On October 22, St. Mary Salome: Salome was one of the women who brought myrrh and other spices to the tomb for anointing the body of Jesus and discovered the empty tomb. Holy Tradition identifies her as the daughter of Joseph and his first wife, who married Zebedee and whose sons were James and John, Apostles of the Lord. Salome had been closely involved in Christ’s ministry, no doubt helping behind the scenes with domestic necessities. Even when most of the Apostles ran away in fear at the time of the Crucifixion, she and the other women remained, keeping watch and providing comfort to the Theotokos.
On October 25, St. Fronto: This saint’s life is not recorded in Holy Scripture but the Tradition of the Church is that he was baptized by St. Peter and accompanied him to the Christian communities at Antioch and Rome. He was later ordained by St. Peter to be the first Bishop of Perigueux, an ancient city in Gaul, and to work for the conversion of the local people.
On October 31, Ss. Ampliatus, Urban, Narcissus and Stachys: These saints are thought to have been among the Seventy, appointed by Christ himself. They were obviously active in the missionary work of the Apostles. St. Paul calls Ampliatus “my beloved in the Lord”, Urban “our fellow worker in Christ” , he says that Narcissus’ household is “in the Lord” and calls Stachys “my beloved” [Romans 16:8-11]. According to Tradition, St. Stachys was ordained by St. Andrew the Apostle to be the first Bishop of Byzantium, Ampliatus as Bishop of Lydda, and Urban Bishop of Macedonia. Narcissus was ordained to be Bishop of Athens by the Apostle Philip.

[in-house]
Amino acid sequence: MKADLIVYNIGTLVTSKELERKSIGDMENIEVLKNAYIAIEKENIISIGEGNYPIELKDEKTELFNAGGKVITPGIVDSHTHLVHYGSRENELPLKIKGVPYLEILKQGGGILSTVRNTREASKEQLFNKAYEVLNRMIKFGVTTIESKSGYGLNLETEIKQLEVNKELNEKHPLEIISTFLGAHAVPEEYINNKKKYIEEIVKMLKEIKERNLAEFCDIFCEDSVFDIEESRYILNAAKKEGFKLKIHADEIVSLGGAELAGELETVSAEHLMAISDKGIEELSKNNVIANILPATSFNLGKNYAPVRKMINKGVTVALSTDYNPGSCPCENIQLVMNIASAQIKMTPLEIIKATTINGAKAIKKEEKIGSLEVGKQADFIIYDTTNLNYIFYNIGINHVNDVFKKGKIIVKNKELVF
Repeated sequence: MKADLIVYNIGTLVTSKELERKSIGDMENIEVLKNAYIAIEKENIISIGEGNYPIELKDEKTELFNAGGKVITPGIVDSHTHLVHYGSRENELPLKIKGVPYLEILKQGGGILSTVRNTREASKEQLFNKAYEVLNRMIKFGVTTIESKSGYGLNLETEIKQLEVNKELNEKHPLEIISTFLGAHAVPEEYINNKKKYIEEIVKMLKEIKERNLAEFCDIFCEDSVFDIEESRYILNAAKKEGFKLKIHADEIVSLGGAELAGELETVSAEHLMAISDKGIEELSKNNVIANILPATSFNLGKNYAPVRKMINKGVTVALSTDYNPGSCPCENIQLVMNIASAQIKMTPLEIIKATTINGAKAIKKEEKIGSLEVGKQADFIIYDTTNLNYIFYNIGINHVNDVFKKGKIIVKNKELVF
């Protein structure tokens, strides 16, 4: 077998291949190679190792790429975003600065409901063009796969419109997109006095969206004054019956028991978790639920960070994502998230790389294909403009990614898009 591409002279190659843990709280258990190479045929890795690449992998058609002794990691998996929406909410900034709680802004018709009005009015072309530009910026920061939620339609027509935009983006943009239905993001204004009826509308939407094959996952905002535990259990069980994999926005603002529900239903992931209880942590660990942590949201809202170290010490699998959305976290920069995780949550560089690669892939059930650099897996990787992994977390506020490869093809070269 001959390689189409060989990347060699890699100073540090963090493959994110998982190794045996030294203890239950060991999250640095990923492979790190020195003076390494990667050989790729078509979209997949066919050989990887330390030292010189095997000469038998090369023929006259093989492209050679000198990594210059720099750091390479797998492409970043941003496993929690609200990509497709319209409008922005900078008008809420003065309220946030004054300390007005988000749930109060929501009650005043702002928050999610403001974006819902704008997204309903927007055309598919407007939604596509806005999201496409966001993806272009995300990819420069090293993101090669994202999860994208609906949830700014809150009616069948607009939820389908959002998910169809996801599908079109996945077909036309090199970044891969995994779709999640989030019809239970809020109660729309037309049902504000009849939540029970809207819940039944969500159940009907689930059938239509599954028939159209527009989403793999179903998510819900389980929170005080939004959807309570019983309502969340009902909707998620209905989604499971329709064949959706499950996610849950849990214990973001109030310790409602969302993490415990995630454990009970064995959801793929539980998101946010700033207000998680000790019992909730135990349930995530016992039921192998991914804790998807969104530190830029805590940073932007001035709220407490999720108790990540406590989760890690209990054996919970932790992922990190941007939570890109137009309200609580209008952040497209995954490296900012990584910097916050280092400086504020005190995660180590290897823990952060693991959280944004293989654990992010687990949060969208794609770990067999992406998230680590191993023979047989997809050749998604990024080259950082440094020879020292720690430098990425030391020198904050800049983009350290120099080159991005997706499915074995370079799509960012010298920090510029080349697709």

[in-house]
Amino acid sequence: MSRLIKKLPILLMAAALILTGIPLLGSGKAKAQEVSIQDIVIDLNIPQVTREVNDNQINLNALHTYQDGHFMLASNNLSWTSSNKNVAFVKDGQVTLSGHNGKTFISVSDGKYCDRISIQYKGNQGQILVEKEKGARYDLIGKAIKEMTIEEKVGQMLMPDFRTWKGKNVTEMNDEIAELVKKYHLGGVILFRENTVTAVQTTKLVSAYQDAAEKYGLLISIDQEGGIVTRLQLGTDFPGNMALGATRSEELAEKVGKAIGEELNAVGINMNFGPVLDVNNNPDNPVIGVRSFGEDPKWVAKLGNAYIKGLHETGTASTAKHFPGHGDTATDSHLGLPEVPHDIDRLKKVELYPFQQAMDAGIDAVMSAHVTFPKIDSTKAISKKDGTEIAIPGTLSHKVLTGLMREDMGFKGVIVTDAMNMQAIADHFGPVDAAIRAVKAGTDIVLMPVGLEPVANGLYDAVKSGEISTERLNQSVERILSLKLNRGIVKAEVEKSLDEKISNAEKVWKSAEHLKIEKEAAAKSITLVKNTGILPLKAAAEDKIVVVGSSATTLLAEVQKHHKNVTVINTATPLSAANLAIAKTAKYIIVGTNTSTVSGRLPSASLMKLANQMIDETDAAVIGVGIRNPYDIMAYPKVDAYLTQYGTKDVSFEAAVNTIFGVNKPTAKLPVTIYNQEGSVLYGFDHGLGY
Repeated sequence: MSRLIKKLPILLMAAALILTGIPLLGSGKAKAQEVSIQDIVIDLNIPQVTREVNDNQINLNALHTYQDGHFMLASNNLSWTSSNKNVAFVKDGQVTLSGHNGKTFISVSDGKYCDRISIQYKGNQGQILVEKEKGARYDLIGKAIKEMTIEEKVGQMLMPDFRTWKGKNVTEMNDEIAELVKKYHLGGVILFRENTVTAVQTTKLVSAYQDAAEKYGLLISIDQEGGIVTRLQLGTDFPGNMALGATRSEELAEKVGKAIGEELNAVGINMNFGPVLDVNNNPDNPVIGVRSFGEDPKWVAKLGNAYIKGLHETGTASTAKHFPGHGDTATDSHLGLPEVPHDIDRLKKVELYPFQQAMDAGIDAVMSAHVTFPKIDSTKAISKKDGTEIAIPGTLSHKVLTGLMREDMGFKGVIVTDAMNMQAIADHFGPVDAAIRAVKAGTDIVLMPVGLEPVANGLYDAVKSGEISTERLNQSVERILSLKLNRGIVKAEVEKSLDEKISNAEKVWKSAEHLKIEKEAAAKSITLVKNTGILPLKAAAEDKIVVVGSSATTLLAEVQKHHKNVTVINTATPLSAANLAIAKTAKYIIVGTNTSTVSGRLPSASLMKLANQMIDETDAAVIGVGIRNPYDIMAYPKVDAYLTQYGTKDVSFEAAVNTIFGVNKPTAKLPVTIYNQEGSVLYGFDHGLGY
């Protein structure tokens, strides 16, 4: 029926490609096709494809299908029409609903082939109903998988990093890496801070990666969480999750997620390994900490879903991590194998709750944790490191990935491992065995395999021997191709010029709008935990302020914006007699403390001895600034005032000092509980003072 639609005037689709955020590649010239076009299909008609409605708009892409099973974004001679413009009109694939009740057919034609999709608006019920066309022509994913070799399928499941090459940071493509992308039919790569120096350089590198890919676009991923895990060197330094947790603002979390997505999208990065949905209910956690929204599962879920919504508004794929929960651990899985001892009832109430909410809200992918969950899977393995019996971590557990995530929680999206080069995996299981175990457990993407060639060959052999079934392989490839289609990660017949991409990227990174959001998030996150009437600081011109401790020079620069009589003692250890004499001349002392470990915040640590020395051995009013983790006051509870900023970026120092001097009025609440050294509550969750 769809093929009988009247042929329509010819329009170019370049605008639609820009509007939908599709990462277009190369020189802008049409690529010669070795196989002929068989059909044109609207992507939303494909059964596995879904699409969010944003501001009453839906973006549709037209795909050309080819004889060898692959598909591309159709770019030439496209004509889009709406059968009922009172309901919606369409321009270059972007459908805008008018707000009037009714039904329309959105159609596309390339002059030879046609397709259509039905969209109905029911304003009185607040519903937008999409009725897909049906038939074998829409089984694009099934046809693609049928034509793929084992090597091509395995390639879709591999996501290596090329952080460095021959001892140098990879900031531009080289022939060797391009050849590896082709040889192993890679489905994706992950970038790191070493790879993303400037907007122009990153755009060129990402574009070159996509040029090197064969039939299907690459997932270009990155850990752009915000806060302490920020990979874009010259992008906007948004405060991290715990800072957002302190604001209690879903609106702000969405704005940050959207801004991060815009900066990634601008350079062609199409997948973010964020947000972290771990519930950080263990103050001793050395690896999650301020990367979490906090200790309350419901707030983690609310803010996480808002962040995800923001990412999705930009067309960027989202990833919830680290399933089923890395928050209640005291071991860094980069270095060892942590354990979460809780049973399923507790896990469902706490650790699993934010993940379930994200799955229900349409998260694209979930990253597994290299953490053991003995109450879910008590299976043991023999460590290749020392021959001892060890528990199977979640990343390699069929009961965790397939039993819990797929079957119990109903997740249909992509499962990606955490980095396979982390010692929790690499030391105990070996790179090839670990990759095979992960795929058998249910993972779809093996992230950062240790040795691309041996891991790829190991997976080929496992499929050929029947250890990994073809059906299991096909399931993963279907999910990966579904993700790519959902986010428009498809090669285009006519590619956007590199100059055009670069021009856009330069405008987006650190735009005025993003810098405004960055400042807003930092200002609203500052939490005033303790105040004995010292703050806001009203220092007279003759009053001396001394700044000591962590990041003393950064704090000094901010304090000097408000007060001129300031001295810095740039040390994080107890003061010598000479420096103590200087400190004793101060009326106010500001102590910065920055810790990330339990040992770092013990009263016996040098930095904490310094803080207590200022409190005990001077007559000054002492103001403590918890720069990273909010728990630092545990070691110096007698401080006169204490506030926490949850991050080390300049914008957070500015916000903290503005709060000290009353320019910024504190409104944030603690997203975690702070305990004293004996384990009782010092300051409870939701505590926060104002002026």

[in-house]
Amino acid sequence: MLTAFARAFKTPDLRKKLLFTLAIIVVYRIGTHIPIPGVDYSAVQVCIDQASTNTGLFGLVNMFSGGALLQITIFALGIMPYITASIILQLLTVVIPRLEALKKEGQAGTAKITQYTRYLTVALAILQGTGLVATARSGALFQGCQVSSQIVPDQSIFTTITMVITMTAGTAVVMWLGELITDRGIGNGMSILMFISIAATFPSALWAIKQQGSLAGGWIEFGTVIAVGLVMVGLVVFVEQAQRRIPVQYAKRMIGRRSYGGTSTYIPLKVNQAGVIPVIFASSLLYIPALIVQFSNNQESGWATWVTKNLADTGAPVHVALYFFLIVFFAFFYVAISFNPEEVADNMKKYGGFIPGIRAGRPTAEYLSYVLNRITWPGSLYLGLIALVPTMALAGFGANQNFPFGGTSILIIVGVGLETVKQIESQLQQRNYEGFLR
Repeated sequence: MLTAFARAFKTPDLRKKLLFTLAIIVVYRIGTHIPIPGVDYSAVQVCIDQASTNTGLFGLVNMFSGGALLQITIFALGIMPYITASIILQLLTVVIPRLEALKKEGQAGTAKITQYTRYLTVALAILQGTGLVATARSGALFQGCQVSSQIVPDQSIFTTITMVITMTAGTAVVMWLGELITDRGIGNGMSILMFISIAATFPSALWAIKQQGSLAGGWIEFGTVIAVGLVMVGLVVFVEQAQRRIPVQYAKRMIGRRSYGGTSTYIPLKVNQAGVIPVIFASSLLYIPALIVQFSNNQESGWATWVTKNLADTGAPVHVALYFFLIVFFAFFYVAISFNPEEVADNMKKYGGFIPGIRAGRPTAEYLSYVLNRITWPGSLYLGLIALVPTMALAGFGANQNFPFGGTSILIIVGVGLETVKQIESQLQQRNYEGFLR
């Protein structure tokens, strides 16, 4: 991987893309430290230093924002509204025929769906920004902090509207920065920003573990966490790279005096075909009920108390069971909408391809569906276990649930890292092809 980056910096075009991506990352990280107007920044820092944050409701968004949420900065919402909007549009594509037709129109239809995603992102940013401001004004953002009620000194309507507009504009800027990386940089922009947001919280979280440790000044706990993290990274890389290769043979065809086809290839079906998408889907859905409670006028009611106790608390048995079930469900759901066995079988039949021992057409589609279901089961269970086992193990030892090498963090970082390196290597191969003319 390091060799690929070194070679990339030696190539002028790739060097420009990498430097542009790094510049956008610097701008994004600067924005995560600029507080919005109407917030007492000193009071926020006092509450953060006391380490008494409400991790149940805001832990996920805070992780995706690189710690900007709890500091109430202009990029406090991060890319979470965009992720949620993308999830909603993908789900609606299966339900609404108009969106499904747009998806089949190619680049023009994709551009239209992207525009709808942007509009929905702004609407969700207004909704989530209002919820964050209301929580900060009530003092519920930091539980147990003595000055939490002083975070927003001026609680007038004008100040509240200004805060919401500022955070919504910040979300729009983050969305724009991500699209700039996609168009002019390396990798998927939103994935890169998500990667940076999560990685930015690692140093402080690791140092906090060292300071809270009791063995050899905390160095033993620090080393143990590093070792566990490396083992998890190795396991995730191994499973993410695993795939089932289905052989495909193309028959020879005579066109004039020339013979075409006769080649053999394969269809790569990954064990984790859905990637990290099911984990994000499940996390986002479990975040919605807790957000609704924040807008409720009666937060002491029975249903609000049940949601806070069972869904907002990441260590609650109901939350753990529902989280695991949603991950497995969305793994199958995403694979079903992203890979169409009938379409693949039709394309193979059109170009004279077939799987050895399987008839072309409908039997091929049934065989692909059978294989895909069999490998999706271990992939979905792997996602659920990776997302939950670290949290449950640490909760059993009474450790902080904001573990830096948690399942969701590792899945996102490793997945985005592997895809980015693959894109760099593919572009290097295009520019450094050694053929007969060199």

Could we do what these people did? Could we leave behind the cares of this world and follow Christ completely? Could we even face death rather than deny Christ? These people did not begin life as saints. But they heard the Truth from those who had been closest to Jesus, they determined to lead Christ-like lives – and they “put their hands to the plow” and never looked back. In doing so, they changed the world.
These saints did not write Gospels and they did not help to articulate the great theological questions, but they changed the world. Many continued to live and work in the world as they had before, but they resisted the immorality prevalent in the society around them. They offered the love and kindness of God to those around them, even when ridiculed and criticized. When given the opportunity, they offered the life-changing teachings of Christ and those who accepted the responsibility of the priesthood and episcopate offered the life-giving sacraments to those who would follow Christ. Whatever their stations in life and the talents and skills they possessed, they worked to increase the Church. May God help us to do the same, and may all the saints pray for us.